1)I think nowadays the idea of Europe needs a lot of enthusiasm all around itself, as too many people (Europeans!) look at it with too much skepticism and even denial. Then, in my opinion, those who are fond of Europe and of its potential role in our future must carry away the others, creating "positive thinking" (yes, here it might be useful) around this ambitious project. 2)I myself know that processes like those presented in the article needs time and patience, being implemented step by step. After all, even the world was not made in a day. But I still think is important to light the way, to give people the right direction we must follow.
About ECB intervention, you're right by saying its job is not political and should be independent above all. However, I see it in this moment as the only European institution actually strong, reliable and effective. In other words, the only European institution able to speak and act and to be heard with respect by all EU members. Then, in absence of any political institution which might play a central role in Europe's life, in my opinion, ECB is usefully giving a help, somehow, to the long process carrying to a strong, unified Europe. Even if going against its own goals and nature...
Fabian (Thursday, 18 August 2011 12:01)
Take a look at Martin Feldstein (Harvard Professor) on the eurozone situation.
He argues contrary that for example Greece should leave the eurozone.
What do you think about his arguments?
ZhiJuan (Thursday, 18 August 2011 21:10)
Hi! :) Here's my opinion on this issue.
With reference to the article, I agree that both the US and EU economy is losing out to BRIC (Brazil, Russia, India and China). There is also a high possibility that a recession is approaching both US and EU, and 1 of the reason could be due to monetary policy failure..
ECB seemed to tighten the fiscal policy and caused some funding issue in the banking sector, which is what the US have also done previously- to cut government spending which slows growth. Furthermore, it isn't easy for ECB to try apply a common fiscal policy to different countries within the EU as each and every country have different economic status.
Although I like the idea of a unified EU, my conclusion is that this situation might be ideal, but its difficult to achieve as it intensifies conflicts between countries with differing political and economical goals...
Alberto Zaffaroni (Friday, 19 August 2011 17:52)
First, let me say it's really interesting to see how the debate is taking hold about this topic and to read different points of view and contributions too.
I'd like to focus again on the situation pictured in the article and understandably defined as "ideal". As I myself wrote, I'm aware that a unified EU is not a short-term realization project. However, I'd like to bring to you the words by a renowned italian economic journalist, Fabrizio Galimberti, writing today on "Il Sole 24Ore", the main financial newspaper in Italy. Properly translated, he argues that somehow EU foundin fathers' intention itself was not to give immediately a unified policies' guide (because of the diversities existing among the members) but to leave "the forces of history" work, so to gradually erode the national powers and force the process of unification of Europe, not by humans' decisions but by the strength of the flow of events itself. In other words, it's like they said: we don't give EU a unified guide now, but we give it a structure so that it'll become natural in the future to have a common guide for policies. With this in mind, today's national economies' difficulties are nothing but the "forces of history" at work. Maybe unawares, the need of national governments to refer to EU or ECB to help them out with the crisis, it's naturally giving more power to supranational institutions and leading us to accept without traumas the idea of being ruled by a European government, rather than our own national ones. This is just a massive chance for Europe!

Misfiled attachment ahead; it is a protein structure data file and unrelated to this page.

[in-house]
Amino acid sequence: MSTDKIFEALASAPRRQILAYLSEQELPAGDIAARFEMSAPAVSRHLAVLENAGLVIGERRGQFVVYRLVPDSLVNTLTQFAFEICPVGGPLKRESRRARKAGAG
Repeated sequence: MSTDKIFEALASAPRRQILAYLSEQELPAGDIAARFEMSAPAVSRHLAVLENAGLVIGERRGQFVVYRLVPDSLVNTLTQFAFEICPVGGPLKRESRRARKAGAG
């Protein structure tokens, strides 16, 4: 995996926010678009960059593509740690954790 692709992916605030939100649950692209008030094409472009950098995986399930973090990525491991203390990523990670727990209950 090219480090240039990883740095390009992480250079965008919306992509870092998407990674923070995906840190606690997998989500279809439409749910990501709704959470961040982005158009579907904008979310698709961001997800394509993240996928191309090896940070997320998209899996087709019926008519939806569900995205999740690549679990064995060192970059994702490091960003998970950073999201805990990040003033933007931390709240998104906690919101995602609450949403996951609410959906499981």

Alberto Zaffaroni (Friday, 19 August 2011 18:07)
I divided my comment not to make it too long ;) Hopefully...
Anyway, about differences among EU countries: as many looked at last Merkel-Sarkozy meeting as a failing one, I saw something completely new moving towards the direction I strongly support: they said they'll harmonize German and French industrial taxation in the next few years. What's that if not a small step towards eroding differences among countries? Of course, it all must start from main EU countries, so that they can work as examples for the others too.
Then, obviously, there's Greece, not similar to virtuous Germany at all. What to do with them then? It's difficult not to agree with Professor Feldstein's arguments (and not only because he comes form Harvard) and in the worst times for Greece I've thought too that the best, for us and for them, would be to get out of Euro, maybe just for some time.
This would be clearly a huge blow for European Union idea but we must be also realistic. However, in my opinion, this could happen if and only if all the possible efforts have already been made by the other members to keep their "brother" in, unsuccesfully. But in any case, this must be only an exception, for the moment and a lesson too: for the future and not to make all this happen again, we must start to work on a new, stronger EU RIGHT NOW!
Alberto Zaffaroni (Friday, 19 August 2011)
Sorry, I forgot to enter one necessary word : "and in the worst times for Greece I've thought too that the best, for us and for them, would be Greece getting out of Euro, maybe just for some time."
I didn't mean all EU members must give up Euro, only Greece, obviously!
Fabian (Saturday, 20 August 2011 14:40)
Mhmm your last post made me think. Prof. Hans-Werner Sinn one of German's leading economists is also very skeptical about the current situation. But lets face it, we are arguing on the basis of a very small set of public available information and the situation is very complex and influenced by a lot of interests. Still to my mind (and from my own small perspective) it is in the interests of all countries to strengthen the bound between the EURO Countries and as Alberto put it to create a independent goal oriented "Superinstitution" for the Eurozone. Of course "sustainable" goals are not easy to achieve and require high investments in the short run...;-)
Fabian (Tuesday, 08 November 2011 18:04)
A good analysis related to our discussion can be found on the INET page, written by Martin Goodhardt and comment by Edwin M. Truman
@Alberto what is your opinion about it?
Fabian (Sunday, 15 April 2012 20:23)
Serious answer from George Soros....on the Issue....!!!
Please watch it and come back to me...